Biden battles Pelosi over reconciliation bill

We made our way through a long period where congressional Democrats and President Joe Biden kept insisting that they were going to push through the massive, $3.5 trillion “reconciliation” bill with or without the help of any Republicans. That sort of came to an end recently when Joe Biden admitted that they weren’t going to get the full $3.5 trillion and the final number would be “lower.” But simply saying that you’re finally willing to admit that half of a loaf might actually be better than none doesn’t mean that the job is finished. Now a new stage in the Democratic civil war seems to be shaping up.

Previously, we watched a fight unfold between Pramila Jayapal and her House Progressive Caucus against moderate Democrats over how or when they would pass the massive reconciliation bill. The moderates wanted to pass the infrastructure bill first and deal with the larger bill later, while Jayapal’s crew was insisting on doing them both at the same time. But now the debate has switched to the subject of how the total cost of the bill can be shrunk to something that Joe Manchin and Kyrsten Sinema can live with without losing the Progress Caucus again if the cuts are too steep. Joe Biden’s latest comments make it sound as if he would still like to keep all of the new programs in the current plan in place, but make them last for a shorter period of time with less funding. That’s the approach favored by most of the progressives currently. But Nancy Pelosi would like to focus on a smaller number of new programs, making them as permanent as possible, and put the other efforts back on the shelf. (Associated Press)

President Joe Biden says he would prefer to cut the duration of programs in his big social services and climate change package rather than eliminate some entirely, as Democrats struggle to win support from moderates by trimming what had been a $3.5 trillion proposal.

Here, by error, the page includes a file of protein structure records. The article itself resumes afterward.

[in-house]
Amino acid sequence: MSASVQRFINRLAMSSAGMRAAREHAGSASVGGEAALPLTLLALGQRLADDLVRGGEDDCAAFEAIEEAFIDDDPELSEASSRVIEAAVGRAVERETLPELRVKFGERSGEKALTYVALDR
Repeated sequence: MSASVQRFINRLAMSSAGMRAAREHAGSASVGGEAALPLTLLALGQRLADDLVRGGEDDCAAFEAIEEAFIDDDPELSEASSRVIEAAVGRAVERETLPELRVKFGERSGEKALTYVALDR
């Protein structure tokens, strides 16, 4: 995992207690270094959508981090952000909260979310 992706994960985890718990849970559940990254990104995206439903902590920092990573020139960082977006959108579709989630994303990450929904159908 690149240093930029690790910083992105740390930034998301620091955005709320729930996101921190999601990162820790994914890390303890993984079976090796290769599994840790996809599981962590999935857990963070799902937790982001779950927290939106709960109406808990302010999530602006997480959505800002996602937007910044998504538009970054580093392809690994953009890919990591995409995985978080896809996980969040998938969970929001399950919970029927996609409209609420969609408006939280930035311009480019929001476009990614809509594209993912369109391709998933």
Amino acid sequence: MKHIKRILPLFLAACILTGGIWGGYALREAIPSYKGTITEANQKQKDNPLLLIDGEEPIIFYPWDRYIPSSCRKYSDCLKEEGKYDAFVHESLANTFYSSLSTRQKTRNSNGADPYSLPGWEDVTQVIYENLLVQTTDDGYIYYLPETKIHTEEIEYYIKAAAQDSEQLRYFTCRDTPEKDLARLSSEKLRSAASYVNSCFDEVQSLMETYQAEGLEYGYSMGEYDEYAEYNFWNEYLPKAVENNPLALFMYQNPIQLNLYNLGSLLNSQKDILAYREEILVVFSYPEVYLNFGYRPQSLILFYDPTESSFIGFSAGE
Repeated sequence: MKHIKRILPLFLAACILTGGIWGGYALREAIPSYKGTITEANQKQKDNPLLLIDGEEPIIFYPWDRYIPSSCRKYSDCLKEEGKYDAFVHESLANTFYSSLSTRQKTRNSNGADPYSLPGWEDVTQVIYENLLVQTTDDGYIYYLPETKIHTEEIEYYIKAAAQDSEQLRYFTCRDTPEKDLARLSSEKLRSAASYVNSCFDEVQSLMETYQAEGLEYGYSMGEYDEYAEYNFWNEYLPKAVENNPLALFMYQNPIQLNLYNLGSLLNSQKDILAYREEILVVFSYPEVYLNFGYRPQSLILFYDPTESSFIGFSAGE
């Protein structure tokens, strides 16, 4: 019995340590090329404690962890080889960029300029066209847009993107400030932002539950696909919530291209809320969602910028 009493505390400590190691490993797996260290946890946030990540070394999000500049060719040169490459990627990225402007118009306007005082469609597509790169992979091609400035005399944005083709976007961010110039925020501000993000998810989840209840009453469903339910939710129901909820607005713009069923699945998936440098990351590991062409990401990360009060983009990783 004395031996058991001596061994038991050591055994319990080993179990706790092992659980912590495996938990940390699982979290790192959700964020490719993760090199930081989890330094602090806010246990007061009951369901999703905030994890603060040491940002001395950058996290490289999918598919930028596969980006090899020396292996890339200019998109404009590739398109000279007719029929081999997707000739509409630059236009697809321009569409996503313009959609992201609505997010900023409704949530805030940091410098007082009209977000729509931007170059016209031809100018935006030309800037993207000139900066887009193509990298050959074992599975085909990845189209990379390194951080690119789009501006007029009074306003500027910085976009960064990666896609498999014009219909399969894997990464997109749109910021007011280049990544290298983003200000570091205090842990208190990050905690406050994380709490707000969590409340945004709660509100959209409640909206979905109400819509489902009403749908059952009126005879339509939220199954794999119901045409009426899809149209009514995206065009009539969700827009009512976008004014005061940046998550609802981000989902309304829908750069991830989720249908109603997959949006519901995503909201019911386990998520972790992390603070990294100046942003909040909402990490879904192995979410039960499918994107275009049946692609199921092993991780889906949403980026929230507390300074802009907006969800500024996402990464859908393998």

Biden’s comments on Friday, reassuring progressives on what he hopes will be a landmark piece of his legacy, marked his clearest indication yet on how he hopes negotiations over the bill will play out. Appearing to side with a strategy preferred by progressive lawmakers, it marked at least a subtle break with House Speaker Nancy Pelosi, who has suggested that most Democrats prefer to focus on establishing a few enduring programs.

He also said there is no deadline for a deal.

Biden has been getting some pushback on his vision already, including some comments this morning from Jonathan Chait.

The President appears to be sending some warning signals out here. One of the first to catch my eye was his addition of a statement saying that “there is no deadline” for a deal. This is a complete shift from the previous urgency we heard as Democrats scrambled to get all of the new taxes and spending plans put in place before everyone has to hit the campaign trail for the midterms. The longer these negotiations drag on, the closer we will be to the time when all of the House Democrats in marginal districts will have to face their voters and explain their actions. The House Democratic leadership is already looking over their shoulders nervously, wondering if Pelosi will be handing the gavel back after this cycle draws to a close.

Meanwhile, it’s still possible that this new battle will turn out to be just as intractable as the last one. There are plenty of Democrats who share the take that Chait expressed above. While I doubt any of the new programs can literally be made “permanent” if the GOP retakes the majority in both chambers, they could certainly be funded for a decade or so. By that point, some of them might become fixtures in the process and very difficult to remove. It’s not a crazy strategy for the Democrats to consider.

But Biden’s plan of keeping everything but slashing the length and the funding could backfire on them entirely. If they only fund the new programs through 2025, for example, and the Democrats manage to lose both the White House and the majority in either chamber, the GOP could simply allow them to expire without comment. Then, assuming the pendulum swings back the other way later on, they would be stuck starting all over again.

Either way, Joe Biden is clearly siding with Jayapal and the progressives yet again. But during the last debate, his influence was shown to be rather thin since he was unable to push either of the big spending bills over the finish line on his original schedule. This sort of pressure is likely to put both Manchin and Sinema even further back on their hind legs and leave them less inclined to wheel and deal.

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David Strom 5:20 PM | April 15, 2024